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Scott Adams, June 2007
|Born||Scott Raymond Adams|
June 8, 1957
Windham, New York
Scott Adams, June 2007
|Born||Scott Raymond Adams|
June 8, 1957
Windham, New York
His Dilbert series came to national prominence through the downsizing period in 1990s America and was then distributed worldwide. A former worker in various roles at big businesses, he became a full-time cartoonist in 1995. Adams writes in a satirical, often sarcastic way about the social and mental landscape of white-collar workers in modern corporations and other large enterprises.
Scott Adams was born in Windham, New York in 1957. He grew up a big fan of the Peanuts comics, and started drawing his own comics at the age of six. He also became a fan of Mad magazine, and began spending long hours practicing his drawing talent, winning a competition at the age of eleven. In 1968, he was rejected for an arts school and decided to focus on a career in law. Adams graduated valedictorian at Windham-Ashland-Jewett Central School in 1975, with a class size of 39. He remained in the area and received a Bachelor of Arts degree in economics from Hartwick College in 1979. In his senior year, a vehicle breakdown almost forced him to spend a night in the snow, causing him to vow never to see a snowflake again. He took a one way trip to California a few months after his graduation.
Adams worked closely with telecommunications engineers at Crocker National Bank in San Francisco between 1979 and 1986. Upon joining the organization, he entered a management training program after being held at gunpoint twice in four months as a teller. Over the years his positions included: management trainee, computer programmer, budget analyst, commercial lender, product manager, and supervisor. During presentations to upper management he often turned to his comic creations to add humor. He earned an MBA in economics and management from the University of California, Berkeley in 1986.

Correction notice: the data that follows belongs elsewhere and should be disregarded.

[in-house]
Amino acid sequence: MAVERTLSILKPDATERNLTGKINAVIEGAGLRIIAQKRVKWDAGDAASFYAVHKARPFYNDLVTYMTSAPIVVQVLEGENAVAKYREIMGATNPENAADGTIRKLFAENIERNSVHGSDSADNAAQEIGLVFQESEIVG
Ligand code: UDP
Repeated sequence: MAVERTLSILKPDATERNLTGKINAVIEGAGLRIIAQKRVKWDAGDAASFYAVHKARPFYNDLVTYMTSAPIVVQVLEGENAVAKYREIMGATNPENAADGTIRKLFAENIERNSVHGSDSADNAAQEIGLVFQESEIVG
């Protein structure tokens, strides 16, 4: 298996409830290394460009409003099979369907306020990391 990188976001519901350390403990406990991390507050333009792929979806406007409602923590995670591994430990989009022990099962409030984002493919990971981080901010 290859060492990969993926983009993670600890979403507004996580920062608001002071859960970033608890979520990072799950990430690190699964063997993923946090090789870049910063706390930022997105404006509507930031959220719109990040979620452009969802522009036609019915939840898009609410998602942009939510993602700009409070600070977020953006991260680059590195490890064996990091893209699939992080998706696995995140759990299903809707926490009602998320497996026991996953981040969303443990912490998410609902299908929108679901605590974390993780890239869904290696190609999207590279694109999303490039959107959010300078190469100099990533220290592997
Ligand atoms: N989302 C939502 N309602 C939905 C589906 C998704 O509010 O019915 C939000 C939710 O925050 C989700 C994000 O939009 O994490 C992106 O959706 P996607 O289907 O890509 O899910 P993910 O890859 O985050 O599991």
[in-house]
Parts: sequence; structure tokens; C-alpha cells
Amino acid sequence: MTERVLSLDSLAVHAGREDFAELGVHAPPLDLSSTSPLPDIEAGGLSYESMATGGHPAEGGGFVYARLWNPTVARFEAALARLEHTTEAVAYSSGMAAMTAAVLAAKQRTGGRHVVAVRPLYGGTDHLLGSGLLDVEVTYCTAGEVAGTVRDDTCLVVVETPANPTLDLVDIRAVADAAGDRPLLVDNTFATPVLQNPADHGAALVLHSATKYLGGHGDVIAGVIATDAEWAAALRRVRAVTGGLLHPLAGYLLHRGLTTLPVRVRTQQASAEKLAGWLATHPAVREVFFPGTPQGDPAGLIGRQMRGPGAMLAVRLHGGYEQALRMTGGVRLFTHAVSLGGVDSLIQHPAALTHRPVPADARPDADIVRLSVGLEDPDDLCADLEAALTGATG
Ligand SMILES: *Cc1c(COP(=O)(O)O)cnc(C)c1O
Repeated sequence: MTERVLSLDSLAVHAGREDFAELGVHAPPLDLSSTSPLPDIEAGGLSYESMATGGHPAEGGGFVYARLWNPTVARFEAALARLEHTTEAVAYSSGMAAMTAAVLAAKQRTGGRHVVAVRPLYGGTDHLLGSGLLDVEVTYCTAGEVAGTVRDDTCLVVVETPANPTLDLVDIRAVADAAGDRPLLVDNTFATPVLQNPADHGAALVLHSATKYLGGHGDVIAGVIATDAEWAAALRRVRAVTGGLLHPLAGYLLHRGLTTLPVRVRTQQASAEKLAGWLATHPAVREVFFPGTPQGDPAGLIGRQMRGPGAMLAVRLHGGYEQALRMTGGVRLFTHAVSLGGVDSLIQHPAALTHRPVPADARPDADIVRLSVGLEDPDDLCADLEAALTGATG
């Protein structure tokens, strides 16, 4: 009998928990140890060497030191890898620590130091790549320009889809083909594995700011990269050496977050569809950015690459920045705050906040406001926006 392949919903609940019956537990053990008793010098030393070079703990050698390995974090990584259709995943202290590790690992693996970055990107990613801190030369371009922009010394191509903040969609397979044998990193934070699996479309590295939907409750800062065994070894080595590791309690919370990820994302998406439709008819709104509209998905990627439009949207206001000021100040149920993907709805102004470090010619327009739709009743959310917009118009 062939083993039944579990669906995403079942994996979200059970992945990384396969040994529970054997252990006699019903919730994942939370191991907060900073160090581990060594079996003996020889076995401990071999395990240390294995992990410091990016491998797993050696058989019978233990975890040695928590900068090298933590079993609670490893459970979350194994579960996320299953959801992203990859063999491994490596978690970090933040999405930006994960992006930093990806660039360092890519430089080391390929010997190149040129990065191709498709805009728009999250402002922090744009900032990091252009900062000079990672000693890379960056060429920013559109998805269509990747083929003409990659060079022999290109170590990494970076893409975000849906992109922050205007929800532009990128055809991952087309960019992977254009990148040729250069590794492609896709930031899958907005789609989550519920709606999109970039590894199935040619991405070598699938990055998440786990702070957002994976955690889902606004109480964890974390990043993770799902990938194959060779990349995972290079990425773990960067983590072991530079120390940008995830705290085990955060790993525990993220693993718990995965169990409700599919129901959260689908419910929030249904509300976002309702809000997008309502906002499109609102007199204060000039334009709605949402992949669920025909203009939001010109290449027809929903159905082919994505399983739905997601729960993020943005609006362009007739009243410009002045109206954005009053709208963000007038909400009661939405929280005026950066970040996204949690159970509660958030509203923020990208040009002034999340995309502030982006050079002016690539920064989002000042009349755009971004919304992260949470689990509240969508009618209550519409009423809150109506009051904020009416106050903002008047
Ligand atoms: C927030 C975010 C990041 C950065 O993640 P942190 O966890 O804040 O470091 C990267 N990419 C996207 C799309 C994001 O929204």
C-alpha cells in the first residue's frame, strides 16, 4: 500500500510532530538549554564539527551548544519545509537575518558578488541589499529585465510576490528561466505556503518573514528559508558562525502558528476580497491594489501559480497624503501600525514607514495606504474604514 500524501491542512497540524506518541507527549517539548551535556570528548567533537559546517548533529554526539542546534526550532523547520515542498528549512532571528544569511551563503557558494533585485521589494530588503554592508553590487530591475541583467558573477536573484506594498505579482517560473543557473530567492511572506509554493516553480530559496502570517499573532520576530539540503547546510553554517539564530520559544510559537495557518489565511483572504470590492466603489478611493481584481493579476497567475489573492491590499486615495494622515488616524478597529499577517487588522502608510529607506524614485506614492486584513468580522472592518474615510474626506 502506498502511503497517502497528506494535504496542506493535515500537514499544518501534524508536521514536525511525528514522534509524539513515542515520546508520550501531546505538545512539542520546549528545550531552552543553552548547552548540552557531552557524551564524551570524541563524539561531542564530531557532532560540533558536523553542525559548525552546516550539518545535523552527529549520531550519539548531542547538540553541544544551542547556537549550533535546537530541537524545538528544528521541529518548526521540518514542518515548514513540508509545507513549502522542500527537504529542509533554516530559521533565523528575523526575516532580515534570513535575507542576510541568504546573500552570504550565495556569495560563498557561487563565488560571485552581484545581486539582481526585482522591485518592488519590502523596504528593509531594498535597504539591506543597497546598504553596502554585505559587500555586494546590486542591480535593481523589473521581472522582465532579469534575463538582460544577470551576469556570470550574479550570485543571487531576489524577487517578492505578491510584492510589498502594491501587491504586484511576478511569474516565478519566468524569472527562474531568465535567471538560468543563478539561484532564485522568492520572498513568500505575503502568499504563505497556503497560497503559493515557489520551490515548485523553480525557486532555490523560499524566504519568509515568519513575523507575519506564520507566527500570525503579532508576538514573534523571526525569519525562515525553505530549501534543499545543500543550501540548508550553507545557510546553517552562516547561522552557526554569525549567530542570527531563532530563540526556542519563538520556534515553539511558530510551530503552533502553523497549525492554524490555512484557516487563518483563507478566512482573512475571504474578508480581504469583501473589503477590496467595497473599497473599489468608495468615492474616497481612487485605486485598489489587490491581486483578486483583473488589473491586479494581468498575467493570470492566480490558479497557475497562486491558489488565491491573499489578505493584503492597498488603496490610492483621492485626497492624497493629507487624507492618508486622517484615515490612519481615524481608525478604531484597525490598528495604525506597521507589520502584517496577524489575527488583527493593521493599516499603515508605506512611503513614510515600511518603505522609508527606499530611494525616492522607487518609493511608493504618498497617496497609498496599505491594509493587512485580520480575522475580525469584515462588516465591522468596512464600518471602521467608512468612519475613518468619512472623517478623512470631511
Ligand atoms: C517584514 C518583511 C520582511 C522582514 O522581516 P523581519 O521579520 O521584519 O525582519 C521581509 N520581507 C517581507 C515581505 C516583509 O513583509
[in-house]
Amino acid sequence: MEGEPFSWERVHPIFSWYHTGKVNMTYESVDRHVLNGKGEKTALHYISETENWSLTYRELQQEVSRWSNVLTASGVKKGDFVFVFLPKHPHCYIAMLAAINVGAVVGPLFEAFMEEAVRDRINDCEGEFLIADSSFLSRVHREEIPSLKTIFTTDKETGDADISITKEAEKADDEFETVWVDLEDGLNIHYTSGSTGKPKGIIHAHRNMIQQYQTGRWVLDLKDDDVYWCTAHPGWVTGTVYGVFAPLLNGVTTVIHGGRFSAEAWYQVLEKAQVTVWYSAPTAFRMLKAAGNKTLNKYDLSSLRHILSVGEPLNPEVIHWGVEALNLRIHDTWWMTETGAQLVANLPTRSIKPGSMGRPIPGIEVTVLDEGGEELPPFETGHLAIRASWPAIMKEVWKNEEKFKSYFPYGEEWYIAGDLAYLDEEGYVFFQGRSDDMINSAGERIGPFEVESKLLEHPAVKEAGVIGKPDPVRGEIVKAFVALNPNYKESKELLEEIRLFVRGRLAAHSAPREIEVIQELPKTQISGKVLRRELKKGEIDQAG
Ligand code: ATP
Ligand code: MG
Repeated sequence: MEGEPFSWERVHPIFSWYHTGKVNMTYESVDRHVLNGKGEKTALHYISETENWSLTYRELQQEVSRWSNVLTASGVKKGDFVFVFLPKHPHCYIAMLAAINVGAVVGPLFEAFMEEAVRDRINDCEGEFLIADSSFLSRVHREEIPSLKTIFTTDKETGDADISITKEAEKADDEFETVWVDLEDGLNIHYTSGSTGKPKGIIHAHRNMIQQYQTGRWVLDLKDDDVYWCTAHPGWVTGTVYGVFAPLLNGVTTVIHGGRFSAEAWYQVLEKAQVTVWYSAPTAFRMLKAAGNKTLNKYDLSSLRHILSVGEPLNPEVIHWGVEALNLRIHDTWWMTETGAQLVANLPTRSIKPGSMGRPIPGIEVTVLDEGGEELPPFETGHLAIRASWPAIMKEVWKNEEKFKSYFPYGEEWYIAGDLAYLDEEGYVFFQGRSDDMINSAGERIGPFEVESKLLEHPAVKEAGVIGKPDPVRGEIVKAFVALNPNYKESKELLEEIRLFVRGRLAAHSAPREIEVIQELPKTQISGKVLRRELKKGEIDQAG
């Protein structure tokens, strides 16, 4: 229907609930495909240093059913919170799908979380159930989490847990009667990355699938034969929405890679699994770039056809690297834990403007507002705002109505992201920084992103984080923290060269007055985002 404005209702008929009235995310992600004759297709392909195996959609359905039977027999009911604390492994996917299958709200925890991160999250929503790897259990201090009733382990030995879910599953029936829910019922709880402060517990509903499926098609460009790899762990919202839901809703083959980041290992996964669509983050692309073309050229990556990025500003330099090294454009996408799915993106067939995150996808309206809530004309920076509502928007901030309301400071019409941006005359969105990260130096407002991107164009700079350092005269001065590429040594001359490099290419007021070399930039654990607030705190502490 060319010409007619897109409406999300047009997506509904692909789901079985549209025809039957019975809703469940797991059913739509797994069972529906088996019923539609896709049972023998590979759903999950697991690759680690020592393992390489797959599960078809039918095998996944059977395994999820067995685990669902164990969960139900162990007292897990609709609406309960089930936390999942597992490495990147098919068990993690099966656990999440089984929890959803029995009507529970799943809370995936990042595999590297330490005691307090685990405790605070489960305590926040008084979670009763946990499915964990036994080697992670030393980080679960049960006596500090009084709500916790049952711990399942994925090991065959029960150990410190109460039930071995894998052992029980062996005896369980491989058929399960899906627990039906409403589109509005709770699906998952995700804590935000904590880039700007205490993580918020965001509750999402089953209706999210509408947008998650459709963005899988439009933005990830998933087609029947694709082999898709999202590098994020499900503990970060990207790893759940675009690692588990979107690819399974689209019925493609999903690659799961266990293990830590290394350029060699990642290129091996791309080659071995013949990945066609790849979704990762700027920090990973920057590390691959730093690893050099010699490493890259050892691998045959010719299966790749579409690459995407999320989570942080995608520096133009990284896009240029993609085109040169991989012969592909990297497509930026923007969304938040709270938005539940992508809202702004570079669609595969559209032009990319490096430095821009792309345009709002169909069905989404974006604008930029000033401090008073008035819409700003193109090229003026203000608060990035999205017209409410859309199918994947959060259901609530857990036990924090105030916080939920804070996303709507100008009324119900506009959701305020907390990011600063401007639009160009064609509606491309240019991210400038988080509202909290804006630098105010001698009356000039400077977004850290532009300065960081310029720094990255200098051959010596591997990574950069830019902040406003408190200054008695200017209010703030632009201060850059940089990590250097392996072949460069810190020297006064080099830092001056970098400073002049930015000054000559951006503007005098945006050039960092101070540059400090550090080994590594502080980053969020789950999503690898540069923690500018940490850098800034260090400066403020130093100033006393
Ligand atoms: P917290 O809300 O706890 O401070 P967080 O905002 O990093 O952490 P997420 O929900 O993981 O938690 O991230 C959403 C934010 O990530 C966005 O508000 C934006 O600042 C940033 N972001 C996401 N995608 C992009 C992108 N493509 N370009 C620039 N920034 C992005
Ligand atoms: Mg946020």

Adams created Dilbert the character during this period—the name came from ex-boss Mike Goodwin. Dogbert, originally named Dildog, was loosely based on his family's deceased pet beagle, Lucy. Periodic attempts to win publication with Dilbert and non-Dilbert comic panels alike failed, including with The New Yorker and Playboy (not necessarily with the same comics). However an inspirational letter from a fan persuaded Adams to keep trying.
He worked at Pacific Bell between 1986 and June 1995, and the personalities he encountered became the inspiration for many of his Dilbert characters. Adams first published Dilbert with United Media in 1989, while still employed at Pacific Bell. He had to draw his cartoons at 4 am in order to work a full day at the company. His first paycheck for Dilbert was a monthly royalty check of $368.62. Gradually Dilbert became more popular, and was published by 100 newspapers in 1991 and 400 by 1994. Adams attributes his success to his idea of including his e-mail address in the panels, thus facilitating feedback from readers.
In 1997, at the invitation of Logitech CEO Pierluigi Zappacosta, Adams, wearing a wig and false mustache, successfully impersonated a management consultant and tricked Logitech managers into adopting a mission statement that Adams described as "so impossibly complicated that it has no real content whatsoever." That year he won the National Cartoonists Society's Reuben Award for Outstanding Cartoonist of the Year and Best Newspaper Comic Strip of 1997, the most prestigious awards in the field.
In 1998 Dilbert began as a TV series, but was cancelled in 2000. By 2000 the comic was in 2000 newspapers in 57 countries and 19 languages.
Finally, I got the call. "You're number one." I still haven't popped the champagne. I just raise the bar for what would be the right moment, and tell myself how tasty it will be if I ever accomplish something special in my work. Apparently the thing inside me that makes me work so hard is the same thing that keeps me unsatisfied.
— Scott Adams, The Dilbert Blog